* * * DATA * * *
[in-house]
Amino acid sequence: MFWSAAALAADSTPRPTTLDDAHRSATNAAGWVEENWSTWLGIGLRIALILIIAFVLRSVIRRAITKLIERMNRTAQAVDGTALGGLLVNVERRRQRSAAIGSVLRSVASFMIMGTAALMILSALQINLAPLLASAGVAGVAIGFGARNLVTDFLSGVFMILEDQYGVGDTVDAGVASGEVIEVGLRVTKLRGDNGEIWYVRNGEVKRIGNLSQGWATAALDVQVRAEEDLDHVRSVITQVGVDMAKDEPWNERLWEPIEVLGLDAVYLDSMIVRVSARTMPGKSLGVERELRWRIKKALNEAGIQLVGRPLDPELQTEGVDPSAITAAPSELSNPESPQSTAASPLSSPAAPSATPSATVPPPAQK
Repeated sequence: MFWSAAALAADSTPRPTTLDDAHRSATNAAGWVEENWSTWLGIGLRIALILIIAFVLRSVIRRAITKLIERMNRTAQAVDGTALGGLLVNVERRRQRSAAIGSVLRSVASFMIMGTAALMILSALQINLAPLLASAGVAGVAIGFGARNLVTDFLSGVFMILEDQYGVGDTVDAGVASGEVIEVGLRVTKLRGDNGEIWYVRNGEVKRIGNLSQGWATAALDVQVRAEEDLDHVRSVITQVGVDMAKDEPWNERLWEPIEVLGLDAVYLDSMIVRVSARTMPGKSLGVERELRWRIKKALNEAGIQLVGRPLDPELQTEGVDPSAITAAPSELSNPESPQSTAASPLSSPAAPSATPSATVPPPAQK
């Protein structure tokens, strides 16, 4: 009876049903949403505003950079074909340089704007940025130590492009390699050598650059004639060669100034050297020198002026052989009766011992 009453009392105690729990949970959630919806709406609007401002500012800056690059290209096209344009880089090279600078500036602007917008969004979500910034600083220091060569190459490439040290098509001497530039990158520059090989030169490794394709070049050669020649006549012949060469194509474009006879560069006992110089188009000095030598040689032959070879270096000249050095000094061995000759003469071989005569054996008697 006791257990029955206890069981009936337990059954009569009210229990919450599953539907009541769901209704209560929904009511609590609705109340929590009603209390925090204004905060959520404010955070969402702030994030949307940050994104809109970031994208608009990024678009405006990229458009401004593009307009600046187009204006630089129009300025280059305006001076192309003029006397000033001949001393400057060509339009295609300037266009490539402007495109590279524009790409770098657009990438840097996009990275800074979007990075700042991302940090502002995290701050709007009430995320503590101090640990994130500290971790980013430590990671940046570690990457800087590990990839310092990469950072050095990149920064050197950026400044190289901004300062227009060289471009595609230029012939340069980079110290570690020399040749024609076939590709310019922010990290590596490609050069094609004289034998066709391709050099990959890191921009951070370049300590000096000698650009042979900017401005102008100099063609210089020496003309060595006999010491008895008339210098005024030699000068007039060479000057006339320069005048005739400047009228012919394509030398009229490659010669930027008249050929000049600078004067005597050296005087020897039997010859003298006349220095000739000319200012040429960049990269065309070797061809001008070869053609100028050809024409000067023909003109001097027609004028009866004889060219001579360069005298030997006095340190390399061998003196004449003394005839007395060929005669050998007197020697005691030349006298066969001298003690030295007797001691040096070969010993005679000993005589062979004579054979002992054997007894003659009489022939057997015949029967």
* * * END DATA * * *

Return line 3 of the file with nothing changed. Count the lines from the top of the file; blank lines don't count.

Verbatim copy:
Repeated sequence: MFWSAAALAADSTPRPTTLDDAHRSATNAAGWVEENWSTWLGIGLRIALILIIAFVLRSVIRRAITKLIERMNRTAQAVDGTALGGLLVNVERRRQRSAAIGSVLRSVASFMIMGTAALMILSALQINLAPLLASAGVAGVAIGFGARNLVTDFLSGVFMILEDQYGVGDTVDAGVASGEVIEVGLRVTKLRGDNGEIWYVRNGEVKRIGNLSQGWATAALDVQVRAEEDLDHVRSVITQVGVDMAKDEPWNERLWEPIEVLGLDAVYLDSMIVRVSARTMPGKSLGVERELRWRIKKALNEAGIQLVGRPLDPELQTEGVDPSAITAAPSELSNPESPQSTAASPLSSPAAPSATPSATVPPPAQK